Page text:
Judy McHugh Larkin has commissioned a script about the life of John Larkin, an itinerant jazz pianist who, despite a stuttering problem, sold millions of CDs as Scatman John. EMI Publishing is assisting in getting the script to potential producers.On the flip side, and proof of how valuable a family’s involvement can be, the Jerry Garcia estate last year put the kibosh on Amir Bar-Lev’s film based on a Topper Lilien adaptation of Robert Greenfield’s 1996 book “Dark Star: An Oral Biography of Jerry Garcia” (William Morrow). The estate said it wouldn’t license recordings from the Grateful Dead or Garcia’s solo works and that access to family members wouldn’t be provided.
BIOPIC VS. DOCUMENTARY
As stars age and the Internet threatens to mash up all but the most recent pop culture history, more musical artists are volunteering for biopic treatment.
Aretha Franklin has suggested actresses she would like to portray her — Halle Berry, Jennifer Hudson and Patina Miller from Broadway’s “Sister Act” — but specifics about a script or financing aren’t forthcoming (though the Queen of Soul has said she’s secured funding). And Ice Cube recently mentioned on TBS’ “Lopez Tonight” that he was working on an N.W.A film, but said little more than that “it’s definitely a story to be told.”
Are such moves a pre-emptive strike? If artists or their heirs publicly state that they’re working on their own film, a rival production might back down. The biopics that do get made require a tenacious filmmaker and the support of rights-holders, usually family members.
“When you look at how long it takes to make a biopic, it’s easier to do these stories as documentaries,” says filmmaker David Leaf, who’s branching out into scripted films after having made documentary features about chapters in the lives of John Lennon, James Brown and Brian Wilson. “There are different storytelling challenges. As a screenwriter, we talk about emotional truth and in documentaries it’s literal truth. You can compress time and characters in a biopic in a way that you can’t in a documentary.”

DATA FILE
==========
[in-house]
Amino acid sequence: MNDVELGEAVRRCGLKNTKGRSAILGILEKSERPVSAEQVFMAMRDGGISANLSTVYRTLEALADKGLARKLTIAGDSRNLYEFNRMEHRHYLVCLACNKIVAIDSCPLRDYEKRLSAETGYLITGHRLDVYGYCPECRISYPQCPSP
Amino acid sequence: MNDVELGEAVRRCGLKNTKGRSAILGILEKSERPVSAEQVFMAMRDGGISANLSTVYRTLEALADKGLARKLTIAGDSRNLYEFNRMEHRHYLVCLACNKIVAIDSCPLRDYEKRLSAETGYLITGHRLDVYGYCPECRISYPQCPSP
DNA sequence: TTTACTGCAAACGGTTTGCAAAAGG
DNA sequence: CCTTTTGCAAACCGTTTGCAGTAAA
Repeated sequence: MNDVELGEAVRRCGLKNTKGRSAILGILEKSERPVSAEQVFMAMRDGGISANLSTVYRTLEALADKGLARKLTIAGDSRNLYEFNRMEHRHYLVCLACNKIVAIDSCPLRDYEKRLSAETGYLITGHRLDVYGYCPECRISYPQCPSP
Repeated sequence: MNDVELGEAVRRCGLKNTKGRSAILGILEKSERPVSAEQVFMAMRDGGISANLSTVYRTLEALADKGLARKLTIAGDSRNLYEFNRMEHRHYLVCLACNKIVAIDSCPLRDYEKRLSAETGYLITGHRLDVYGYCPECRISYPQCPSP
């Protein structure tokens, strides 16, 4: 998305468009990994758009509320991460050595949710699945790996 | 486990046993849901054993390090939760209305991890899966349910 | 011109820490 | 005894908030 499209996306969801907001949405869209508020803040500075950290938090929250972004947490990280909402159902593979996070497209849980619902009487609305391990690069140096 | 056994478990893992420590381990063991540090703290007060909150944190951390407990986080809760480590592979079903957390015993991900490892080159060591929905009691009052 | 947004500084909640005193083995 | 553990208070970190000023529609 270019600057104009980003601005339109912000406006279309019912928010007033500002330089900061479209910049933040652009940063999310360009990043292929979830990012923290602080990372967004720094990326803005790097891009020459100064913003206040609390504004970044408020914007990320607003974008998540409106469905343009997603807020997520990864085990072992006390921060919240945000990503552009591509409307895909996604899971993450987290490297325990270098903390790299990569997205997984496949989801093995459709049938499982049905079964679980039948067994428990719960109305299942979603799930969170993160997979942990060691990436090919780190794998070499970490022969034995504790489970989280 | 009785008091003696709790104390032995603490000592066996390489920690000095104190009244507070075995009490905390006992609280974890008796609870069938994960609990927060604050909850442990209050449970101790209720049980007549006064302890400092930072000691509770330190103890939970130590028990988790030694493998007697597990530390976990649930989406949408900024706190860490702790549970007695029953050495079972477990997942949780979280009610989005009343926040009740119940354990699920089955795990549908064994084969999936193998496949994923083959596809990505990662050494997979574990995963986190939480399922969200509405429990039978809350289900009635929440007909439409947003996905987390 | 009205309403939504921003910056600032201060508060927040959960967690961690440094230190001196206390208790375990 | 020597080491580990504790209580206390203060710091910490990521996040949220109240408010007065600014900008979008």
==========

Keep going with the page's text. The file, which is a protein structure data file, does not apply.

The current crop of proposed biopics could enhance awareness and value of the artist’s catalogs-crucial for those acts whose songs wouldn’t otherwise be licensed.
Hinging on the Carell film being made or the documentary released, Lambert plans to get his father’s music back in print, especially a newly pressed vinyl version of his lone 1972 solo album, “Bags and Things.” “The Drummer” not only brings attention to Wilson’s 1977 album “Pacific Ocean Blue,” which Sony Legacy reissued two years ago, but also gives Rosenberger a shot at issuing unreleased solo tracks, quite possibly on the label he recently launched, Omnivore Recordings. The Scatman John film would take advantage of two catalogs at EMI: Larkin’s European hits like “Scatman (Ski-Ba-Bop-Ba-Dop-Bop)” and the songs of Jimmy McHugh, owned by McHugh Music, that Larkin would’ve played as a jazz pianist.